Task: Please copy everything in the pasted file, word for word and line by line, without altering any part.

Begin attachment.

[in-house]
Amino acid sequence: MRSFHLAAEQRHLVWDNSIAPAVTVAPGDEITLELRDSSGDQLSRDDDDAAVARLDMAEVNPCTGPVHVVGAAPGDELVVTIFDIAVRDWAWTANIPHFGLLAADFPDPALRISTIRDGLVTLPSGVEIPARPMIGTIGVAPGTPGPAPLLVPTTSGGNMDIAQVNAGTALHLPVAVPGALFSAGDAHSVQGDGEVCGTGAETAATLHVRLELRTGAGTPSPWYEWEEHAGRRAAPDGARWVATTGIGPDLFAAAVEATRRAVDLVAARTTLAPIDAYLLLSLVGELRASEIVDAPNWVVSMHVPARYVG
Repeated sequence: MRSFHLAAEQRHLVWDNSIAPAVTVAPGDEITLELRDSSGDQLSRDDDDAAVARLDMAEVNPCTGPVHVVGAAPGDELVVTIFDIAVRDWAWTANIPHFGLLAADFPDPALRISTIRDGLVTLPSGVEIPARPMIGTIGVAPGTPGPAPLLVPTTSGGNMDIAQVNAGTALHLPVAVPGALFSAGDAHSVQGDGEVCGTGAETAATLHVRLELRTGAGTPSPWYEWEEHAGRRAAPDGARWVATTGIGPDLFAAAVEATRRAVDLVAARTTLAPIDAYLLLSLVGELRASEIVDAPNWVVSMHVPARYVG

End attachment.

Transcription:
[in-house]
Amino acid sequence: MRSFHLAAEQRHLVWDNSIAPAVTVAPGDEITLELRDSSGDQLSRDDDDAAVARLDMAEVNPCTGPVHVVGAAPGDELVVTIFDIAVRDWAWTANIPHFGLLAADFPDPALRISTIRDGLVTLPSGVEIPARPMIGTIGVAPGTPGPAPLLVPTTSGGNMDIAQVNAGTALHLPVAVPGALFSAGDAHSVQGDGEVCGTGAETAATLHVRLELRTGAGTPSPWYEWEEHAGRRAAPDGARWVATTGIGPDLFAAAVEATRRAVDLVAARTTLAPIDAYLLLSLVGELRASEIVDAPNWVVSMHVPARYVG
Repeated sequence: MRSFHLAAEQRHLVWDNSIAPAVTVAPGDEITLELRDSSGDQLSRDDDDAAVARLDMAEVNPCTGPVHVVGAAPGDELVVTIFDIAVRDWAWTANIPHFGLLAADFPDPALRISTIRDGLVTLPSGVEIPARPMIGTIGVAPGTPGPAPLLVPTTSGGNMDIAQVNAGTALHLPVAVPGALFSAGDAHSVQGDGEVCGTGAETAATLHVRLELRTGAGTPSPWYEWEEHAGRRAAPDGARWVATTGIGPDLFAAAVEATRRAVDLVAARTTLAPIDAYLLLSLVGELRASEIVDAPNWVVSMHVPARYVG